Australia’s Defence Secretary Dennis Richardson tendered his resignation today – effective 12 May.
CAPTION: Secretary of Defence Dennis Richardson chats with Australian soldiers during a visit to Exercise Hamel in Cultana training area, South Australia, on 29 June 2016. Photo by Corporal Nunu Campos.
Prime Minister Malcolm Turnbull confirmed the news earlier today saying, “Mr Dennis Richardson AO has advised me that he wishes to tender his resignation as Secretary of the Department of Defence with effect from 12 May 2017”.
“Mr Richardson has had a long and distinguished career and has made a significant contribution to Australia’s national security and foreign policy over 48 years of public service,” Prime Minister Turnbull said.
“He was appointed as Secretary of Defence in 2012 having served previously as the Secretary of the Department of Foreign Affairs and Trade (2010-2012), Australian Ambassador to the United States of America (2005-10) and the Director-General of Security (1996-2005).
“He previously worked in the Departments of Immigration and Prime Minister and Cabinet, and served as principal adviser to Prime Minister Hawke from 1990 to 1991.
“In this near half-century of service, Mr Richardson has served 12 Prime Ministers with consistent professionalism.
“His commitment to public service, his strategic insight, his candour and integrity have made him a trusted adviser to governments from both sides of Australian politics.
“On behalf of the government and the Australian people, I thank Mr Richardson for his leadership and service and I wish him and his wife, Betty, all the very best for the future.”
Brendan Sargeant, Associate Secretary, will be Acting Secretary pending the appointment of Mr Richardson’s successor.
Minister for Defence Marise Payne said that since she had become minister, she had never been left in any doubt about Dennis’ views.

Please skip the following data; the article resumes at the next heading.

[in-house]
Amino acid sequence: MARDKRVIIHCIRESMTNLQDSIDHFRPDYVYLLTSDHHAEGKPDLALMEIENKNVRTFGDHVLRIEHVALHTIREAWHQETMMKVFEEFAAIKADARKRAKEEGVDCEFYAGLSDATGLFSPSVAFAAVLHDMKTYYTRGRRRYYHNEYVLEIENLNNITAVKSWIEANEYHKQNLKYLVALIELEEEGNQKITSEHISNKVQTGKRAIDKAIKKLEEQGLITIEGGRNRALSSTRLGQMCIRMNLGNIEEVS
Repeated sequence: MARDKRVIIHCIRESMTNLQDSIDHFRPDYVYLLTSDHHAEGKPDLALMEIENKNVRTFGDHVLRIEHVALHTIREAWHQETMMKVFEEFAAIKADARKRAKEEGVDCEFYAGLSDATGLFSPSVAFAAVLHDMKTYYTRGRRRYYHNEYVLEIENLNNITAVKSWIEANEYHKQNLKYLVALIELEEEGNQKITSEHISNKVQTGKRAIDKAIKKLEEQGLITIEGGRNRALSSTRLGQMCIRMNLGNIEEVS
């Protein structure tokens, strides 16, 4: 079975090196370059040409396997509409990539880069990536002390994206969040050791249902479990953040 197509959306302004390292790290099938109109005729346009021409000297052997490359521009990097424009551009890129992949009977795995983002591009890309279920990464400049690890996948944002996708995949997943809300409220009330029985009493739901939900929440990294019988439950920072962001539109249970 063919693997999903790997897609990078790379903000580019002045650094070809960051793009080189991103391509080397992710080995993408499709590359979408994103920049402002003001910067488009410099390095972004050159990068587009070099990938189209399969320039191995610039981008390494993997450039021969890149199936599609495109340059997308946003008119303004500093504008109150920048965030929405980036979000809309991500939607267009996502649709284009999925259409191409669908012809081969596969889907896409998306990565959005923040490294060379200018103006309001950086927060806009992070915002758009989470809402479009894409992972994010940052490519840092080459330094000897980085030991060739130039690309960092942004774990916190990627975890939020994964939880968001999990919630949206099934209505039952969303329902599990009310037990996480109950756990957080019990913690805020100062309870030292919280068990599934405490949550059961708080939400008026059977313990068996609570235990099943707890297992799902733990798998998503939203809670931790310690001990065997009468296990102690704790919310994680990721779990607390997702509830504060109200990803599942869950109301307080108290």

“His judgement, insight and unparalleled experience ensured he has been an invaluable source of counsel to me,” Minister Payne said.
“His depth of knowledge, experience, and his plain speaking will be missed.
“Throughout his career Dennis has developed a close and respected network of friends and peers both at home and abroad.
“On my visits overseas as Defence Minister I have witnessed the high esteem in which he is held by officials, politicians and commentators around the world.”
Minister for Defence Personnel Dan Tehan said Dennis had earned a reputation for the professionalism, integrity and intellect he brought to his various roles in the public service.
“As Secretary of Defence, Dennis understood there is no more important job for government than keeping its people safe,” Mr Tehan said.
“It was a job he fulfilled with passion and rigour and Australians have been able to sleep more soundly at night with Dennis in charge of the Department of Defence.”
- Secretary of Defence 2012-2017
- Secretary of Foreign Affairs and Trade 2010-2012
- Australian Ambassador to USA 2005-2010
- Director-General of Security 1996-2005
- Departments of Immigration
- Prime Minister and Cabinet
- Principal adviser to PM Bob Hawke 1990-1991
. . .